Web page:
The problem is this: sure, it’s nice and easy to order from that catalogue, and you sure do get a consistent product, but you know who else can order from that catalogue? Everyone. Every single brewery in BC can, and does, source barley from one of a handful of possible locations. Barley contributes as much flavour to a beer as yeast and hops do, both of which are carefully considered before being used (yeast is mostly propagated in-house, and hops are increasingly locally sourced, or even home grown in some cases). Barley, though? Give Ed at BarleyWorld a call and get 500kg of the Malt. See if we can’t get some with less rats this time.
Not Driftwood Clodhopper, though. This is made with barley grown mere minutes from the brewery. Sure, the farm isn’t very big, and the harvest is likewise small, so they’re restricted to this one release, but the demand is there and it’s growing. Unique, malt-forward beers are coming.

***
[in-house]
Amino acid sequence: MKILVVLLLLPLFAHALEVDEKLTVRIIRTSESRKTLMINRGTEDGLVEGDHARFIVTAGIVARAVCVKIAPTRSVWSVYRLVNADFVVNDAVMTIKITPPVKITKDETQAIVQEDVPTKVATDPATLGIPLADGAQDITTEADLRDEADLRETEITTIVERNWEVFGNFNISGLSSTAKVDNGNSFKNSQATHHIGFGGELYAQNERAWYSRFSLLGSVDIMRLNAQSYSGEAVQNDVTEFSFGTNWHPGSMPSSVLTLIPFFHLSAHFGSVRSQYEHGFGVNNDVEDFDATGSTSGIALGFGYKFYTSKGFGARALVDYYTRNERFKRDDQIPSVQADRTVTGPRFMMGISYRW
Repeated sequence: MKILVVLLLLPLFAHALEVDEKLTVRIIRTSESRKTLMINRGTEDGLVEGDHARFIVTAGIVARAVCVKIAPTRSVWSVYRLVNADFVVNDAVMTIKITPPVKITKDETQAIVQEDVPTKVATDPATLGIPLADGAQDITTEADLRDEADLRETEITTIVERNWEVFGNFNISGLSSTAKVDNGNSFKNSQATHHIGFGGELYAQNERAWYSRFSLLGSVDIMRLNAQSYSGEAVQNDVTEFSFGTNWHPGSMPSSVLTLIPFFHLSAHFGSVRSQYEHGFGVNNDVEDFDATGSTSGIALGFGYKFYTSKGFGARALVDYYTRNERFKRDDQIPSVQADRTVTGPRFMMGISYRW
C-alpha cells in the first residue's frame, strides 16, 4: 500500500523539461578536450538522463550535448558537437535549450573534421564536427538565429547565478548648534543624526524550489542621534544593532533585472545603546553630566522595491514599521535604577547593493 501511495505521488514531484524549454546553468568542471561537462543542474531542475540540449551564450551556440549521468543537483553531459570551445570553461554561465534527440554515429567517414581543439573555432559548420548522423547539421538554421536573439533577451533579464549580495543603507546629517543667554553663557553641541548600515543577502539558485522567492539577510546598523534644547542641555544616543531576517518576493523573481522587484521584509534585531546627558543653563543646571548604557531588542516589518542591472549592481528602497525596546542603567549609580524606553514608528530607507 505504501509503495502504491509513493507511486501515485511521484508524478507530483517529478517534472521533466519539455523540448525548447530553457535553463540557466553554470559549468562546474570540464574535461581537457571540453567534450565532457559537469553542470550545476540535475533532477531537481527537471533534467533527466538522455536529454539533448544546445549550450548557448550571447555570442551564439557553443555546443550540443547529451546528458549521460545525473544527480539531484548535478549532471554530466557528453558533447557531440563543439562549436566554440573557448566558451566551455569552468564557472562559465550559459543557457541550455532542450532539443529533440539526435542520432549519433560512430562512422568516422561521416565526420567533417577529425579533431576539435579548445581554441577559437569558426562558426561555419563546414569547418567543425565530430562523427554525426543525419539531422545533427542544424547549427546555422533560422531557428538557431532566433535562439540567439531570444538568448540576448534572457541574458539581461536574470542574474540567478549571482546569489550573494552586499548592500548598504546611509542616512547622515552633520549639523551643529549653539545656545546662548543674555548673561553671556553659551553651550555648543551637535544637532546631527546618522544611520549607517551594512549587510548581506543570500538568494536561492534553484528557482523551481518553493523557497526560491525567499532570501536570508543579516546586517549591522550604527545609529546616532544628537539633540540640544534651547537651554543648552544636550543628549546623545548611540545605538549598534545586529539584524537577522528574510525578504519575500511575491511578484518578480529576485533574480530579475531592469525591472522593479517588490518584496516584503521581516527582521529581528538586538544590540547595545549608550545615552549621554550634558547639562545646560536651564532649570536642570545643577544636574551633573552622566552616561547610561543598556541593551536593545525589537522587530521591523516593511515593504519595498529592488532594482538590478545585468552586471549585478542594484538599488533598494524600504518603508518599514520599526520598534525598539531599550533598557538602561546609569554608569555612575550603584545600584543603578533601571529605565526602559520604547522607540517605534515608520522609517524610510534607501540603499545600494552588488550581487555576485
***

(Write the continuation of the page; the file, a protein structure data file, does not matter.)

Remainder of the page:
Unless, of course, the government doesn’t do anything. You see, one of the main advantages of using all-BC ingredients in your booze is you can then sell the resultant happy-juice tax free from your establishment. The goal here is to create demand for BC-grown ingredients that are traditionally sourced from out of province. Demand equals jobs which equals, let’s face it, votes. Wineries have long enjoyed this little break, and just recently the government opened up the legislation, stared long and hard at the wording, and changed it… to include distilleries. Breweries, on other hand, can just go fuck themselves.
How does this threaten beer made from local malt? I mean, if it’s better, you’ll do it anyway right? You sure would, if the farmer hadn’t already sold it to distillers. Yeah, that locally distilled, high octane, booze, in addition to being awesome, is also made from–you guessed it–barley malt. Sucks to be a brewer wanting to make better beer.
Oh well, enough rambling from me, go out and enjoy this beer, and think about all the political nuances that went into its creation.
Low, almost no, carbonation. Dark red/brown body.
Some darker fruits (plum, cherry), thick sugar/malt nose, with a hint of spiciness on the end.
Smooth, lots of blackened caramel, and just a wee bit of Belgian funk
Yes. Buy three. No, four.
|Drink||Now. Might improve with some age, but it’s good right now.|
|Label||Seriously, what an ugly label. What gives, guys?|
|Availability||Widely available at LRS|
|Cost||$7-10 per 650ml bottle.|
|Similar BC Beers||None right now|